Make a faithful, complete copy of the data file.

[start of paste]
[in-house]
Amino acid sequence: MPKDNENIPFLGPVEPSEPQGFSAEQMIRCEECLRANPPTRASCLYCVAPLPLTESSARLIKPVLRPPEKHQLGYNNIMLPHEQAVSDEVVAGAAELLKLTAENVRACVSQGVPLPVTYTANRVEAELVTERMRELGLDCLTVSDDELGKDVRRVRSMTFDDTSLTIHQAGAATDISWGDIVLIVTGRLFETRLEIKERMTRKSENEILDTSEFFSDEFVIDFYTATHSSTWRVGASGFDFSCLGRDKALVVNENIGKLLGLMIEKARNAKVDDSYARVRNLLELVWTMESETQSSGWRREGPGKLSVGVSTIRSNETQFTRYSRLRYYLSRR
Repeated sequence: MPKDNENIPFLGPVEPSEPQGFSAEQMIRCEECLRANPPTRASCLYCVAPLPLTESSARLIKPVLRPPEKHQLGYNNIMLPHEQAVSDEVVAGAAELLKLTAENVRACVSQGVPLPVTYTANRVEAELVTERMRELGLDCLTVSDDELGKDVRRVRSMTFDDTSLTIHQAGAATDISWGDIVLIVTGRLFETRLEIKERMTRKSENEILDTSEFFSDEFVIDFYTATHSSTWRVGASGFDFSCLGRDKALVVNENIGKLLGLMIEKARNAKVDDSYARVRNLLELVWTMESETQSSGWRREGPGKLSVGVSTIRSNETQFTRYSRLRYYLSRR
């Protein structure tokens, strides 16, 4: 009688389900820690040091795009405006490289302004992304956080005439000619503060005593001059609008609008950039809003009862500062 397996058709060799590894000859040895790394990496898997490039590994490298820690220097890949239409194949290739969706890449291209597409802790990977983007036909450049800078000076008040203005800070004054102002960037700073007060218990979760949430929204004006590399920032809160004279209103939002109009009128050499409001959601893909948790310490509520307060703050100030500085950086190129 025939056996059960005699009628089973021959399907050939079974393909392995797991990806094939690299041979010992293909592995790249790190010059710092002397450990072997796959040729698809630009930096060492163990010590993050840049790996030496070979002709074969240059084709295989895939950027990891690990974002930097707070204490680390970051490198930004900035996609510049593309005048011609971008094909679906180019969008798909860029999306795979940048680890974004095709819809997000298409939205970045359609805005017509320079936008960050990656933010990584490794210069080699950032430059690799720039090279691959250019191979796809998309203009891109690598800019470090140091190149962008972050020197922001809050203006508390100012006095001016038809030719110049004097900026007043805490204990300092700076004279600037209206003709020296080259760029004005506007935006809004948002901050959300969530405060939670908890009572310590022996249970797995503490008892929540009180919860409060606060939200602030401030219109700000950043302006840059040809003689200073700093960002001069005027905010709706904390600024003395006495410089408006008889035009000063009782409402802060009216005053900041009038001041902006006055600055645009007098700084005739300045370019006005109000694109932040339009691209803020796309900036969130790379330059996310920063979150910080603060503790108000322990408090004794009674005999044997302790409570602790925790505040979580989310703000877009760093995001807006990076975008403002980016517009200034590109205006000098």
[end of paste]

[in-house]
Amino acid sequence: MPKDNENIPFLGPVEPSEPQGFSAEQMIRCEECLRANPPTRASCLYCVAPLPLTESSARLIKPVLRPPEKHQLGYNNIMLPHEQAVSDEVVAGAAELLKLTAENVRACVSQGVPLPVTYTANRVEAELVTERMRELGLDCLTVSDDELGKDVRRVRSMTFDDTSLTIHQAGAATDISWGDIVLIVTGRLFETRLEIKERMTRKSENEILDTSEFFSDEFVIDFYTATHSSTWRVGASGFDFSCLGRDKALVVNENIGKLLGLMIEKARNAKVDDSYARVRNLLELVWTMESETQSSGWRREGPGKLSVGVSTIRSNETQFTRYSRLRYYLSRR
Repeated sequence: MPKDNENIPFLGPVEPSEPQGFSAEQMIRCEECLRANPPTRASCLYCVAPLPLTESSARLIKPVLRPPEKHQLGYNNIMLPHEQAVSDEVVAGAAELLKLTAENVRACVSQGVPLPVTYTANRVEAELVTERMRELGLDCLTVSDDELGKDVRRVRSMTFDDTSLTIHQAGAATDISWGDIVLIVTGRLFETRLEIKERMTRKSENEILDTSEFFSDEFVIDFYTATHSSTWRVGASGFDFSCLGRDKALVVNENIGKLLGLMIEKARNAKVDDSYARVRNLLELVWTMESETQSSGWRREGPGKLSVGVSTIRSNETQFTRYSRLRYYLSRR
């Protein structure tokens, strides 16, 4: 009688389900820690040091795009405006490289302004992304956080005439000619503060005593001059609008609008950039809003009862500062 397996058709060799590894000859040895790394990496898997490039590994490298820690220097890949239409194949290739969706890449291209597409802790990977983007036909450049800078000076008040203005800070004054102002960037700073007060218990979760949430929204004006590399920032809160004279209103939002109009009128050499409001959601893909948790310490509520307060703050100030500085950086190129 025939056996059960005699009628089973021959399907050939079974393909392995797991990806094939690299041979010992293909592995790249790190010059710092002397450990072997796959040729698809630009930096060492163990010590993050840049790996030496070979002709074969240059084709295989895939950027990891690990974002930097707070204490680390970051490198930004900035996609510049593309005048011609971008094909679906180019969008798909860029999306795979940048680890974004095709819809997000298409939205970045359609805005017509320079936008960050990656933010990584490794210069080699950032430059690799720039090279691959250019191979796809998309203009891109690598800019470090140091190149962008972050020197922001809050203006508390100012006095001016038809030719110049004097900026007043805490204990300092700076004279600037209206003709020296080259760029004005506007935006809004948002901050959300969530405060939670908890009572310590022996249970797995503490008892929540009180919860409060606060939200602030401030219109700000950043302006840059040809003689200073700093960002001069005027905010709706904390600024003395006495410089408006008889035009000063009782409402802060009216005053900041009038001041902006006055600055645009007098700084005739300045370019006005109000694109932040339009691209803020796309900036969130790379330059996310920063979150910080603060503790108000322990408090004794009674005999044997302790409570602790925790505040979580989310703000877009760093995001807006990076975008403002980016517009200034590109205006000098």